Back in 1988, 21-year-old Ayelet Tsabari was just like thousands of other Israelis celebrating the end of their mandatory army service by backpacking to India and the Far East. But unlike the other young Israeli travelers, she never headed home, choosing instead to embark on a journey that would last for decades.
On a quest to escape Israel, the traditions of her large Yemeni family and the grief of losing her father at a young age, Tsabari exiled herself to New York, Thailand and India. She embraced the nomadic lifestyle, falling in and out of love with men and women, experimenting with drugs and alcohol, and occasionally waiting tables in order to earn enough money to set out on the next adventure.
Wind the tape ahead several years and Tsabari finds herself following her new husband — a fellow traveling spirit she met in India — to Canada. The marriage did not last, but she stayed on. This wild tale of a modern wandering Jew could have ended there but, tired from years of instability, Tsabari tried to reawaken her old passion: writing. She had been a promising young journalist in her teens, writing regularly for the Israeli daily Maariv.
But now, in her thirties, the Israeli adventurer had not written in years. And when she did, what emerged were scrambled journal entries in a mixture of Hebrew and English. In 2006, she published her first work in English. In its wake came 2013’s debut collection of short stories, “The Best Place on Earth.” She continued trying her hand at essays — until it became clear that, together, the essays and stories were a joint attempt to explain to herself why she had fled her home and what she had been running away from.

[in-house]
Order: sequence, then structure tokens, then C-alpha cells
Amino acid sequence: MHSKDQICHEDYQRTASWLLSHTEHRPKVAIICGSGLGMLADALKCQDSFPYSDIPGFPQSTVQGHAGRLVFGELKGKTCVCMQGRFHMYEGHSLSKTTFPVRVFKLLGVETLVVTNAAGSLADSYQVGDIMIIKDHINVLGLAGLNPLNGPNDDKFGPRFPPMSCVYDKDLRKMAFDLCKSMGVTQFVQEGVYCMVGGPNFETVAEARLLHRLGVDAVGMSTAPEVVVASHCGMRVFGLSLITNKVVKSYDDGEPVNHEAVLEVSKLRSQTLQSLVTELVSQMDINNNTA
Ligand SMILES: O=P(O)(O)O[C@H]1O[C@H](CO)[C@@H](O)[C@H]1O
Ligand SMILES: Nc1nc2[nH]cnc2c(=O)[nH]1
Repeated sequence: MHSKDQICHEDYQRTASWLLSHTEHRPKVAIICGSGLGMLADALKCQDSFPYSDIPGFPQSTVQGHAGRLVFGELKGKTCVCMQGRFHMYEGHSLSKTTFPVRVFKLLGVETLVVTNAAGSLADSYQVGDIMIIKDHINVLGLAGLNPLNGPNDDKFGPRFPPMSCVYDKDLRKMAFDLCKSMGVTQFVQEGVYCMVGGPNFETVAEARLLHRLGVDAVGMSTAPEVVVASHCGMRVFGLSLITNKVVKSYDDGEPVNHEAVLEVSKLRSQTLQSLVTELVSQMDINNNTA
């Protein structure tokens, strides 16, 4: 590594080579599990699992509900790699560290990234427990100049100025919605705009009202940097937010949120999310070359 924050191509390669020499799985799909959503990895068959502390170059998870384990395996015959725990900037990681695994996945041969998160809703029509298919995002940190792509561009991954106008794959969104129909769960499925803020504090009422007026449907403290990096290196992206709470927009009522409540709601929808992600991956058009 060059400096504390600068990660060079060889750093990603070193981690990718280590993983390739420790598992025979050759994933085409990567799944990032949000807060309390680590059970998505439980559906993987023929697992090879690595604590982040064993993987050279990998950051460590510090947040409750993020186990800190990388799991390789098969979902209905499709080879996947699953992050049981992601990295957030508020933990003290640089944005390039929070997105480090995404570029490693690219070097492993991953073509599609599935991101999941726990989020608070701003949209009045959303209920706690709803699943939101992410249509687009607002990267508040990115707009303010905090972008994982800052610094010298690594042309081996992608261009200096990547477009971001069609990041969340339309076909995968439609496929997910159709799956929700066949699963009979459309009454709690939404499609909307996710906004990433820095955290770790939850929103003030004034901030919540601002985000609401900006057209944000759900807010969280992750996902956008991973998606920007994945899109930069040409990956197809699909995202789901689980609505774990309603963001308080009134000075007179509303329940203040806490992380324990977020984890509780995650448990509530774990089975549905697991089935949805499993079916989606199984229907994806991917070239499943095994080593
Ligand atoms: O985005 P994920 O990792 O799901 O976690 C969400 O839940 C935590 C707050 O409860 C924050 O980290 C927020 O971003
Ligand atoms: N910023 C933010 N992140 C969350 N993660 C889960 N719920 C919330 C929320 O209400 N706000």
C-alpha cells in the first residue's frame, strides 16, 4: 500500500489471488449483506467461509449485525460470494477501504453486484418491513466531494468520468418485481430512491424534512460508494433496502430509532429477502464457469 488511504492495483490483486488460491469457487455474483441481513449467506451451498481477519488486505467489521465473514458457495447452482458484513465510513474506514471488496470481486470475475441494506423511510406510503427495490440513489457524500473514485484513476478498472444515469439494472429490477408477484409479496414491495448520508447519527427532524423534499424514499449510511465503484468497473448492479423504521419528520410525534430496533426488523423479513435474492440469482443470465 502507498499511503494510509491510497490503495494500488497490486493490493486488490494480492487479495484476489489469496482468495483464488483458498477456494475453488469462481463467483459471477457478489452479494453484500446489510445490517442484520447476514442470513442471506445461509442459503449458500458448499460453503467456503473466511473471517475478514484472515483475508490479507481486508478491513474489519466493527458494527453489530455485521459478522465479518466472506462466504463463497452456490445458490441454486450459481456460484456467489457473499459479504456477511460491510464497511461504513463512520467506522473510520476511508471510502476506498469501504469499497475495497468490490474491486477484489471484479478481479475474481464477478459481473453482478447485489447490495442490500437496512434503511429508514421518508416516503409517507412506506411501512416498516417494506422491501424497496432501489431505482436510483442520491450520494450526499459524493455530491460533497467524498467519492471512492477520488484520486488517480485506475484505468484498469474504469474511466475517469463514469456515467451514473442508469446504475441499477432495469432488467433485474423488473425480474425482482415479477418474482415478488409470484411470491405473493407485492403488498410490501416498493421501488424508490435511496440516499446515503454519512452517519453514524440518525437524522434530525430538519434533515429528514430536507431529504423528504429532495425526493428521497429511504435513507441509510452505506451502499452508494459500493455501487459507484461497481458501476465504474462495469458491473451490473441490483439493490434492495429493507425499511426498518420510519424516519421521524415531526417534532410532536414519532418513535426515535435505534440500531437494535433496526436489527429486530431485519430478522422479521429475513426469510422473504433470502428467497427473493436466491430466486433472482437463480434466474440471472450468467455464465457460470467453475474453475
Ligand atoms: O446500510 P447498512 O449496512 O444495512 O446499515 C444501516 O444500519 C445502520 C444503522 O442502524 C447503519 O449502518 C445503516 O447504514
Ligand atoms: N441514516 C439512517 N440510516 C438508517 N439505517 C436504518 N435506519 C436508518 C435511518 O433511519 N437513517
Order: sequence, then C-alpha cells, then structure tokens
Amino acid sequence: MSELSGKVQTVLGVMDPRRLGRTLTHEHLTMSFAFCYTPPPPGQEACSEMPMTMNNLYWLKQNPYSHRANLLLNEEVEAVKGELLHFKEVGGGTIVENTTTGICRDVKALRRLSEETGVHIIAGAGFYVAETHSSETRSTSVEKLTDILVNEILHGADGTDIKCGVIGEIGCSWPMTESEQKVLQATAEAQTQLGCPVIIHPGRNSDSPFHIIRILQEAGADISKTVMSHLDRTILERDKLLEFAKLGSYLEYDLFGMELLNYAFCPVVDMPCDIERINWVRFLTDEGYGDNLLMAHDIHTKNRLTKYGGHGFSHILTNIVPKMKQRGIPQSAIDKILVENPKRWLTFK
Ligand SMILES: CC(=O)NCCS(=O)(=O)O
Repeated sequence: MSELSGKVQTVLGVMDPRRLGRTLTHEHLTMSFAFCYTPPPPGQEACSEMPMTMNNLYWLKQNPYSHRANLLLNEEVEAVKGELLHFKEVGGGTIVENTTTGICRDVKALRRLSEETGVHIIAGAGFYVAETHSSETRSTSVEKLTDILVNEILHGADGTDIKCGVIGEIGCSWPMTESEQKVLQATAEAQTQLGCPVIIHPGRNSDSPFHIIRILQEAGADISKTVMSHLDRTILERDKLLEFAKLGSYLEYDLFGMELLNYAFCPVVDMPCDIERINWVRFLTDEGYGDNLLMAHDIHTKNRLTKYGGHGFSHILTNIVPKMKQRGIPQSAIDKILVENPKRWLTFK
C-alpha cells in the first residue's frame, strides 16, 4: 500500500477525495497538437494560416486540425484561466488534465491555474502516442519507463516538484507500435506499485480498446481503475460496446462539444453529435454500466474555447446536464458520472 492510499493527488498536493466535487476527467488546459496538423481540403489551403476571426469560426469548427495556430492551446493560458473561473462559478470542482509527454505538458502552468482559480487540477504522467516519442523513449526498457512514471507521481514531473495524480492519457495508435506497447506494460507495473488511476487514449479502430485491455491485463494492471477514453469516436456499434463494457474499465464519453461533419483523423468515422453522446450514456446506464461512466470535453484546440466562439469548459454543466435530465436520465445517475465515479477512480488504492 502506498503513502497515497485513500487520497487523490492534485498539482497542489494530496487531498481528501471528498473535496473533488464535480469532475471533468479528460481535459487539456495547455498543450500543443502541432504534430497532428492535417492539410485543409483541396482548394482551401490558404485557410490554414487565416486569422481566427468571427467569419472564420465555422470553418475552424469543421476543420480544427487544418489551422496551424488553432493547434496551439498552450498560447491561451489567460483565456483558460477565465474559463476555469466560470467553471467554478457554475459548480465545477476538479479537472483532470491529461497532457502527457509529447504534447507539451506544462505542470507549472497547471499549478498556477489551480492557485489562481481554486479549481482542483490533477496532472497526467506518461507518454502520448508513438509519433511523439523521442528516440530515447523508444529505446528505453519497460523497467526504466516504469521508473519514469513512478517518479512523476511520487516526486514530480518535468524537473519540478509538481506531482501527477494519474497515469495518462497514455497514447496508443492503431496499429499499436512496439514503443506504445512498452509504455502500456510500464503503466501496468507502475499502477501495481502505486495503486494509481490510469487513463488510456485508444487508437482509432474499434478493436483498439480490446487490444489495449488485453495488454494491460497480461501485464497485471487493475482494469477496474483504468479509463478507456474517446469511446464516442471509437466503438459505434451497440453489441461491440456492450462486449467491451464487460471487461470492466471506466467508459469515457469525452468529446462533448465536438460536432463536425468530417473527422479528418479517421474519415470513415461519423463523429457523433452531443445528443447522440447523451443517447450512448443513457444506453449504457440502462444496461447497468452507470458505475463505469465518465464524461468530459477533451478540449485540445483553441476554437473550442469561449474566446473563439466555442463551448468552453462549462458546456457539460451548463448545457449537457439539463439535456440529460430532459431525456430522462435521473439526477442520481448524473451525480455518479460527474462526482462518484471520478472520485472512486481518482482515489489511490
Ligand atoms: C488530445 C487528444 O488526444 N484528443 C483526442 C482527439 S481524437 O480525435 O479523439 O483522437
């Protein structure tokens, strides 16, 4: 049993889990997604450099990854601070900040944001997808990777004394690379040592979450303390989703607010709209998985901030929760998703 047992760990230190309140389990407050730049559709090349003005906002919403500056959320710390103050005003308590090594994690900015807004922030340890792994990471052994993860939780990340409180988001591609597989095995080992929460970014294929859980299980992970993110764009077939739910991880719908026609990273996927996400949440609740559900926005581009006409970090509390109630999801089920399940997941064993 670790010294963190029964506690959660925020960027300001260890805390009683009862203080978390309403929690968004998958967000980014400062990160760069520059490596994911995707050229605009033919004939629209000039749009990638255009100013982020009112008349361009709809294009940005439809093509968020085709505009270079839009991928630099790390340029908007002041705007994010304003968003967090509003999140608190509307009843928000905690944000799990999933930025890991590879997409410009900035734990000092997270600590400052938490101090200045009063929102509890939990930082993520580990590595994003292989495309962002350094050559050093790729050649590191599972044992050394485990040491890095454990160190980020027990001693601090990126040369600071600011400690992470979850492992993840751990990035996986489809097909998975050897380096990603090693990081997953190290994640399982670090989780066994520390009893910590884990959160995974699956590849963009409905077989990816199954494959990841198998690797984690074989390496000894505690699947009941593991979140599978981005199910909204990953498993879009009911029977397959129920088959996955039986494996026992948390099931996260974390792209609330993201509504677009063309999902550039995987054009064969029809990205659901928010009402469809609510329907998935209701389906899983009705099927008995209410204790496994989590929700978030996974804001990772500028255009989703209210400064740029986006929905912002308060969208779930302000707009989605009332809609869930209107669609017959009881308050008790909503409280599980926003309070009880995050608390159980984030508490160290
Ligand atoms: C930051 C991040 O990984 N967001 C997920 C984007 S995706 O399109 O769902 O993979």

The fruits of her labor saw the light of day this February in the form of her befittingly titled memoir “The Art of Leaving.” In conversation with Haaretz in Tel Aviv — where the 46-year-old moved with her second husband and daughter 11 months ago — Tsabari admits she initially felt uncomfortable with the book being labeled a tell-all. “I never thought I was going to write a memoir, there’s something a little crazy about it,” she says, while acknowledging that these were stories she had to tell.
“I had lived my life making sure I would have them, I was collecting stories,” she notes. Some of those stories were not just her own. In one of the book’s first essays, “A Simple Girl,” Tsabari describes how marginalized she felt growing up as an orphan in a family of Yemenite descent in 1970s Israel.While many other Mizrahi Jewish writers have written about the racism directed at their families by Ashkenazi Jews in the early years of the state, accounts of the abuse suffered by the Yemenite community — which was historically looked down upon by other Jews — have only begun to emerge in recent decades.
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